Oregon net farm income takes large drop in 2009
By Oregon Department of Agriculture
Production value way down last year, but 2010 looks better
Reflecting the struggling US economy in general, the bottom line for Oregon’s farmers and ranchers last year was pretty dismal. “Net farm income dropped 41 percent last year from 2008, making it the lowest mark in seven years,” says Brent Searle, analyst with the Oregon Department of Agriculture. “If any of us think about taking a 41 percent cut in pay, well, that’s pretty staggering.” A newly released economic snapshot of Oregon agriculture shows net farm income at just under $563 million in 2009. The latest numbers continue the downward trend of net farm income in Oregon since 2004’s record high of $1.3 billion. The good news is that early signs indicate 2010 may be noticeably better when the final ledger is published a year from now.
“Oregon is part of a national agriculture economy that has been affected by the same pressures influencing all sectors,” says Searle. “Hopefully, we have bottomed out and a turnaround is underway.”
Net farm income is the amount retained by agricultural producers after paying all business-related expenses. It is considered an important indicator of the agricultural economy’s overall health. The number does not account for payments on land purchases, family living expenses, or family health insurance. Statistics provided by the U.S. Department of Agriculture’s Economic Research Service (ERS) show net farm income is a cyclical phenomenon.
“What’s going on right now is following past patterns,” says Searle. “A downturn isn’t anything new, but the magnitude of last year’s net farm income drop is significant.”
Net farm income bottomed out in 1983 at $283 million, then peaked in 1992 at $681 million and in 1997 at $672 million. Times were tough once again in 2000 ($407 million) and 2001 ($433 million) before the number more than doubled in 2003, pushing over the one billion dollar mark for the first time. By 2007, net farm income in Oregon began to drop back down once again, as farm expenses took a bigger bite out of a healthy production value.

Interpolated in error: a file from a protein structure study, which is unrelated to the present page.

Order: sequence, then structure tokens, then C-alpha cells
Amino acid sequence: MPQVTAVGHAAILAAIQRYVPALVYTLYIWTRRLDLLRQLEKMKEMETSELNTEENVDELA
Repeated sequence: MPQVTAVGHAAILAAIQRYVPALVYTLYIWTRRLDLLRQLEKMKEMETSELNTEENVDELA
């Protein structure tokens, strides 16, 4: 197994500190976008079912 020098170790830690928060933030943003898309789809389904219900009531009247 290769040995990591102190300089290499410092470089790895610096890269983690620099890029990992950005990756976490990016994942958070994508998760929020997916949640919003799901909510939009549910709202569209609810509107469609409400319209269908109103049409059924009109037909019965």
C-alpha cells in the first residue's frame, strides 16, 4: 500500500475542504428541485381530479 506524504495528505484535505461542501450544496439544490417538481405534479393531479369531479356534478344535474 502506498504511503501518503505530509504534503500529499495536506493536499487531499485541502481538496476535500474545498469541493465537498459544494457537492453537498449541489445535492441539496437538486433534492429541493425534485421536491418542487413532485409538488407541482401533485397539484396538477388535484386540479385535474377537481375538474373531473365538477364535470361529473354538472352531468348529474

What is unusual about last year’s huge drop is that expenses essentially played no role. The value of production was the main cause for the gloomy bottom line.
“Last year was the first time in many years that the value of production decreased, and it dropped way down in both crops and livestock,” says Searle.
Production value reflects the prices paid to growers for what they produce. The value of Oregon crop production in 2009 fell to just over $3 billion- a decrease of about 13 percent, while the value of Oregon livestock production was $923 million- a decrease of about 12 percent.
Specifically, grain crops fell 23 percent, largely because of the low prices received by growers. All other categories important to Oregon agriculture saw similar, if smaller, decreases in production value, including nursery, grass seed, fruit, and vegetable crops. On the livestock side, the production value of meat animals, primarily beef cattle, decreased 21 percent. Dairy products fell even harder, at 26 percent. Poultry and eggs dropped 16 percent.
The expense side of the balance sheet, which had steadily gone up in recent years, actually went down in several categories even though, overall, purchased inputs increased slightly by two percent.
“The expenses paid by producers for pesticides, fertilizers, fuel, and electricity were down across the board,” says Searle. “In this economy, farmers were more prudent in using these manufactured inputs. They were careful about how much they bought and used. Both the price of these inputs and the volume purchased were down in 2008. That certainly softened the blow a little bit. The net farm income for Oregon last year would have been even more bleak had these costs been higher.”
Labor continues to be the greatest cost incurred by agricultural producers. But even the category of employee compensation was down last year by about two percent. The total expenditure for labor dropped for the first time since 2001. With income significantly down for farmers and ranchers last year, they simply purchased less inputs and labor.
The 2009 net farm income figures for Oregon’s neighbors also show sizable drops. Washington fell 43 percent and Idaho decreased 49 percent over the previous year. California fared much better, only dropping 11 percent in last year’s net farm income. The national average fell 28 percent in 2009, after increasing in 2008.
It will be late summer of 2011 before this year’s balance sheet is finalized. But with more than half of 2010 already completed, the early forecast portends an improved net farm income.
“I think it will be better for Oregon agriculture,” says Searle. “We are seeing signs of stabilization in the dairy industry and some spikes in the price of grain due to events around the world. So there are signs that some of these commodity prices have stabilized. The question is whether the expense side has stabilized. Hopefully, we are on the upswing, although it may take a couple more years to complete.”
US Agriculture Secretary Tom Vilsack echoes a hopeful tone after commenting on recent USDA reports that show strength of the overall rural economy as well as growth in agricultural exports. According to one report, net farm income at this point is up 24 percent from 2009 nationwide.
“As the rest of the American economy climbs out of the recession, American agriculture is helping lead the charge,” says Vilsack. “As they have time and time again, American farmers and ranchers are staying resilient and working to support a foundation of economic prosperity for the rest of the nation.”
Hopefully both national and state numbers will confirm the rebound when they are finalized next year.
For more information, contact Brent Searle at (503) 986-4558.
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